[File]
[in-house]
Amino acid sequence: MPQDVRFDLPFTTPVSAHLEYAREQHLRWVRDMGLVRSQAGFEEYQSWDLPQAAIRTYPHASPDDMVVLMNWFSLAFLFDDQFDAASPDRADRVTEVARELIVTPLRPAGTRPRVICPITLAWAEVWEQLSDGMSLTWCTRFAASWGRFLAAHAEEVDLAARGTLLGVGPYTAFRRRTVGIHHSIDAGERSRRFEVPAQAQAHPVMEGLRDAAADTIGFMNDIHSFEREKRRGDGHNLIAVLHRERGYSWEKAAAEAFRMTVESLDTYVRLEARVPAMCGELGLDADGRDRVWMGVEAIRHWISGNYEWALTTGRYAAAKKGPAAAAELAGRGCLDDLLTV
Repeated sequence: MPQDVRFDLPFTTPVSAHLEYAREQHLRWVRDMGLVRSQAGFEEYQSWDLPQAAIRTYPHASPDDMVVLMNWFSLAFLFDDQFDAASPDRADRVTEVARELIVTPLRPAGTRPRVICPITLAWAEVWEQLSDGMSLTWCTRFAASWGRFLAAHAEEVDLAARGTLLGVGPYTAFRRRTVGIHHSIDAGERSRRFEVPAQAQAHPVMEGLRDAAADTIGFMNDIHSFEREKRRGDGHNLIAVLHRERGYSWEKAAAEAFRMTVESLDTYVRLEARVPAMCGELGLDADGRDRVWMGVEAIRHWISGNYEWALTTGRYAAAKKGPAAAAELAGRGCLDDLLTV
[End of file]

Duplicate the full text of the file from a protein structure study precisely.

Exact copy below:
[in-house]
Amino acid sequence: MPQDVRFDLPFTTPVSAHLEYAREQHLRWVRDMGLVRSQAGFEEYQSWDLPQAAIRTYPHASPDDMVVLMNWFSLAFLFDDQFDAASPDRADRVTEVARELIVTPLRPAGTRPRVICPITLAWAEVWEQLSDGMSLTWCTRFAASWGRFLAAHAEEVDLAARGTLLGVGPYTAFRRRTVGIHHSIDAGERSRRFEVPAQAQAHPVMEGLRDAAADTIGFMNDIHSFEREKRRGDGHNLIAVLHRERGYSWEKAAAEAFRMTVESLDTYVRLEARVPAMCGELGLDADGRDRVWMGVEAIRHWISGNYEWALTTGRYAAAKKGPAAAAELAGRGCLDDLLTV
Repeated sequence: MPQDVRFDLPFTTPVSAHLEYAREQHLRWVRDMGLVRSQAGFEEYQSWDLPQAAIRTYPHASPDDMVVLMNWFSLAFLFDDQFDAASPDRADRVTEVARELIVTPLRPAGTRPRVICPITLAWAEVWEQLSDGMSLTWCTRFAASWGRFLAAHAEEVDLAARGTLLGVGPYTAFRRRTVGIHHSIDAGERSRRFEVPAQAQAHPVMEGLRDAAADTIGFMNDIHSFEREKRRGDGHNLIAVLHRERGYSWEKAAAEAFRMTVESLDTYVRLEARVPAMCGELGLDADGRDRVWMGVEAIRHWISGNYEWALTTGRYAAAKKGPAAAAELAGRGCLDDLLTV